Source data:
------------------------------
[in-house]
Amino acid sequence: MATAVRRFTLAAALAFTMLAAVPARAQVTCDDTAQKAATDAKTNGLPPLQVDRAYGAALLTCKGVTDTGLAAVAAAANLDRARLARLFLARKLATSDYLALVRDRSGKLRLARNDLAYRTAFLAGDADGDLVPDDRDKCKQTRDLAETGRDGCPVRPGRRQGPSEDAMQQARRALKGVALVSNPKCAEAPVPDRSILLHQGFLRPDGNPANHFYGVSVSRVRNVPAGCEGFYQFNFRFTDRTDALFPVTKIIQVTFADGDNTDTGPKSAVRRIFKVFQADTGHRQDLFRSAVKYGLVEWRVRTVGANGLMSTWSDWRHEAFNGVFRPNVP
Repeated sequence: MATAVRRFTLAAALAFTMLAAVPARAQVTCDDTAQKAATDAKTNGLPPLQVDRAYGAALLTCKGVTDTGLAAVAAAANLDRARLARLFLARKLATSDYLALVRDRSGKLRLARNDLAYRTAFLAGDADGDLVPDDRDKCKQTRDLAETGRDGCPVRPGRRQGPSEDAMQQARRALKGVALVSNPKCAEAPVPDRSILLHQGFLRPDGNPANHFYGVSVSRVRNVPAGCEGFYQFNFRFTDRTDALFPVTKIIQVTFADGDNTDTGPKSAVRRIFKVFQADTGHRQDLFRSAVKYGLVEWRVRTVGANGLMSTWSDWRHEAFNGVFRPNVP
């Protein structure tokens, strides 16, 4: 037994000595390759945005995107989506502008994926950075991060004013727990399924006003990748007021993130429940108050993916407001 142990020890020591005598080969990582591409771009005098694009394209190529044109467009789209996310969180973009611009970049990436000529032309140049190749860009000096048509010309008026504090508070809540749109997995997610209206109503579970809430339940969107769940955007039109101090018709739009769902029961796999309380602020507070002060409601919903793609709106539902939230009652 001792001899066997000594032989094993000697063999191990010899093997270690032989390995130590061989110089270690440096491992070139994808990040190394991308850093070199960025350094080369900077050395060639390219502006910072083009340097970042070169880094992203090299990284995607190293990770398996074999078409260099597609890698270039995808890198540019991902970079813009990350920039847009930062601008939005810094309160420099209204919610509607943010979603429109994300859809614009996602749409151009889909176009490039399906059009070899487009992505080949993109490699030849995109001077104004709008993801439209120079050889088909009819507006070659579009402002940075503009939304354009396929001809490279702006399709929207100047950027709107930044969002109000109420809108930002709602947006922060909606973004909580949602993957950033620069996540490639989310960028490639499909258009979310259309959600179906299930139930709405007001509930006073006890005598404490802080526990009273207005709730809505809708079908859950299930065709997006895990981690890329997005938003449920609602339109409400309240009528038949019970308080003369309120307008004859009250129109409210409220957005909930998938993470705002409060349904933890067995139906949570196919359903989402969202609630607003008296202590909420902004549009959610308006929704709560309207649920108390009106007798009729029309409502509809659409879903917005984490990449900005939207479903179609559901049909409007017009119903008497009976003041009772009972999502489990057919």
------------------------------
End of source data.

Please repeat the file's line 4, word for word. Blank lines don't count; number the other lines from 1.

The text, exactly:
């Protein structure tokens, strides 16, 4: 037994000595390759945005995107989506502008994926950075991060004013727990399924006003990748007021993130429940108050993916407001 142990020890020591005598080969990582591409771009005098694009394209190529044109467009789209996310969180973009611009970049990436000529032309140049190749860009000096048509010309008026504090508070809540749109997995997610209206109503579970809430339940969107769940955007039109101090018709739009769902029961796999309380602020507070002060409601919903793609709106539902939230009652 001792001899066997000594032989094993000697063999191990010899093997270690032989390995130590061989110089270690440096491992070139994808990040190394991308850093070199960025350094080369900077050395060639390219502006910072083009340097970042070169880094992203090299990284995607190293990770398996074999078409260099597609890698270039995808890198540019991902970079813009990350920039847009930062601008939005810094309160420099209204919610509607943010979603429109994300859809614009996602749409151009889909176009490039399906059009070899487009992505080949993109490699030849995109001077104004709008993801439209120079050889088909009819507006070659579009402002940075503009939304354009396929001809490279702006399709929207100047950027709107930044969002109000109420809108930002709602947006922060909606973004909580949602993957950033620069996540490639989310960028490639499909258009979310259309959600179906299930139930709405007001509930006073006890005598404490802080526990009273207005709730809505809708079908859950299930065709997006895990981690890329997005938003449920609602339109409400309240009528038949019970308080003369309120307008004859009250129109409210409220957005909930998938993470705002409060349904933890067995139906949570196919359903989402969202609630607003008296202590909420902004549009959610308006929704709560309207649920108390009106007798009729029309409502509809659409879903917005984490990449900005939207479903179609559901049909409007017009119903008497009976003041009772009972999502489990057919």